The pandemic has brought a lot of change to the Stanford campus, but you can’t say it totally killed the irreverent spirit that’s been characteristic of the Farm for so long. This week, Gaieties came back from its virtual hiatus. Over a century old, Gaieties (short for The Big Game Gaieties) is a flamboyant, often shocking musical theater event written by students and performed the week before the “Big Game” of football against Cal Berkeley.
It’s a veritable Stanford tradition, every Autumn quarter: inside jokes, original musical numbers, caricatures of campus groups, a drunken Friday-night audience screaming at the cast to make out with one another (and the cast obliging), the awkward but usually hilarious cameo appearance of Stanford President Marc Tessier-Lavigne, and above all, the denigration of all things Berkeley.
Don’t forget the “naked run.” It could happen at any moment - suddenly the lights dim, the cast freezes in place, the music comes on, and a flashing of strobe lights illuminate the stage as a crowd of student streakers run out in their birthday suits for a few chaotic, glorious moments. Then they dip back behind the curtains, and the show goes on - it must go on.
Gaieties is a Stanford affair, through and through. And it’s fantastic.
But in this pandemic year, with Stanford caught between wanting to appear conscious about the very serious, ongoing danger that COVID-19 poses to the 99% vaccinated twenty-somethings on campus, and wanting to get things back to normal, Gaieties is trying to strike a balance of fun and safety.
The Review has obtained and verified an email sent by one of the show’s producers, instructing prospective participants in the “naked run” on the proper etiquette au naturel. After telling the would-be streakers where they should report for disrobement before their big, bare moment on stage, the producer writes: “[Wear] whatever makes your [sic] comfortable: whether you're going full out or leaving a bit of room for imagination (bras and underwear), but keep in mind tis [sic] naked run, so…”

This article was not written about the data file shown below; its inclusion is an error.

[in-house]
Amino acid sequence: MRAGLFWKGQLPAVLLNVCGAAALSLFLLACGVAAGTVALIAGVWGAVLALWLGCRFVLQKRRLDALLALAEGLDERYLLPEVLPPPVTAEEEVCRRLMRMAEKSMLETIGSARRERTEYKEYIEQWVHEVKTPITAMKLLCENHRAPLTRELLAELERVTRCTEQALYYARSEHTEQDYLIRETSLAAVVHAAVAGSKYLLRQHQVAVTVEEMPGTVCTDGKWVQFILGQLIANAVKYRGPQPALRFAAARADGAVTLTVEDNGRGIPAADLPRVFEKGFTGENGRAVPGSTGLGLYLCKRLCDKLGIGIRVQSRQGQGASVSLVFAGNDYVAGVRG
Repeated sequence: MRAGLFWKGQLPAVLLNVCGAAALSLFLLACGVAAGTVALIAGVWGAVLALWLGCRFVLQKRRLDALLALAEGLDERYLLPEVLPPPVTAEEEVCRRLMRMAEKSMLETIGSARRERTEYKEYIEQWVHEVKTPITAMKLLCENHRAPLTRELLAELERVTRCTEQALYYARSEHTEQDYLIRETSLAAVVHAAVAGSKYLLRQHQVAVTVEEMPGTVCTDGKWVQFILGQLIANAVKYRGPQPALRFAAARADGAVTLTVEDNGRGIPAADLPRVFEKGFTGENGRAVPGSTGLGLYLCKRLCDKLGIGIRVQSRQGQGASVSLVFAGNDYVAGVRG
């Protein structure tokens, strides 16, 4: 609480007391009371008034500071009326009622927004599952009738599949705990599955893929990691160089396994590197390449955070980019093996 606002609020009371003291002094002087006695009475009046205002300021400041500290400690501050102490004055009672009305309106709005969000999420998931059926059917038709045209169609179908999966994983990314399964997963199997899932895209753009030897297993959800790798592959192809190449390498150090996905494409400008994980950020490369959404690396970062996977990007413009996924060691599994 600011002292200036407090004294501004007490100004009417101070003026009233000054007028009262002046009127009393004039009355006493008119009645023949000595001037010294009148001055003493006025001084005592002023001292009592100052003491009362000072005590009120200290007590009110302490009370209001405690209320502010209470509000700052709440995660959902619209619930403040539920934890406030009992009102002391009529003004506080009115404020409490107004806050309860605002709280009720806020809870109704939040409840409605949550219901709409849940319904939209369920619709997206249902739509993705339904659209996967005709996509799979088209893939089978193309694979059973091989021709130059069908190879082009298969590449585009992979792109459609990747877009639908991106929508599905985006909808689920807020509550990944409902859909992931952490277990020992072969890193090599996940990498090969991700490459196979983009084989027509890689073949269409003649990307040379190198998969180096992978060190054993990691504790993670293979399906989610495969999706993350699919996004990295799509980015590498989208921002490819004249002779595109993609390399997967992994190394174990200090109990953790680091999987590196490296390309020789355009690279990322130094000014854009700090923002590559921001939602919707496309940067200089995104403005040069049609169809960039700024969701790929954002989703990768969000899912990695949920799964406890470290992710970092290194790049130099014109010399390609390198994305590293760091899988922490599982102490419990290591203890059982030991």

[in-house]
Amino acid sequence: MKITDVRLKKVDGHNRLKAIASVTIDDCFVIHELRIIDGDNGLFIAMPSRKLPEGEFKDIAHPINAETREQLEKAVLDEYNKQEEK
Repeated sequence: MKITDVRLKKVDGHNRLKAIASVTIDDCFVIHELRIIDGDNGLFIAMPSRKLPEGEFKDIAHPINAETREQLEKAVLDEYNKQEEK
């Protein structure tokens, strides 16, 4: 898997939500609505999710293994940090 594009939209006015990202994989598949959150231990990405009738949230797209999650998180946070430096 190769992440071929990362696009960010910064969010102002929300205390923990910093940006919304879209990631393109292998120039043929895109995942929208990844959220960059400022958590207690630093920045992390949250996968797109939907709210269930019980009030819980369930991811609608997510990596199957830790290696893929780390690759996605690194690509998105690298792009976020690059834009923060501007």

In other words: all clothing optional. Well, almost all clothing. There’s one exception.
“You're required to wear a face mask that covers both your nose and your mouth. You can wear more aesthetic masks on top of it. (be creative and make it fun!)”
I was pretty speechless when I read this—still am—but really didn't think that anyone would accede to such an absurd requirement as to be masked while otherwise totally nude... To my distress, I learned this morning from a source who stripped for opening night that nearly all those in the buff were also masked up.
It's disappointing, almost a violation of the iconoclastic esprit de corps that holds Gaieties together. If there is a lone establishment symbol, one sacred object in 2021 that is worthy of our most ruthless derision and mockery, it’s the masks! In a way, a gaggle of naked maskers do just that, albeit unintentionally; but I say that the covid hysterics have taken enough from us — don't let them take this moment of rebellion from you, too!
So, as a Stanford Senior, here is my advice to you bare-skinned bohemians getting ready to run tonight and Friday: if you’ve already dropped your undies in front of a thousand hollering classmates, you can drop the mask, too — I promise you won’t feel much more naked than you already are. At this point in your life, stopping the spread should be fourth or fifth on your list of things to be concerned about, if not lower. For now, just try to remember where you left your clothes backstage, don’t trip on anything (or anyone!), and make sure to smile for the audience. We want to see those pearly whites, not surgical blue!
Oh, and one more thing: Beat Cal!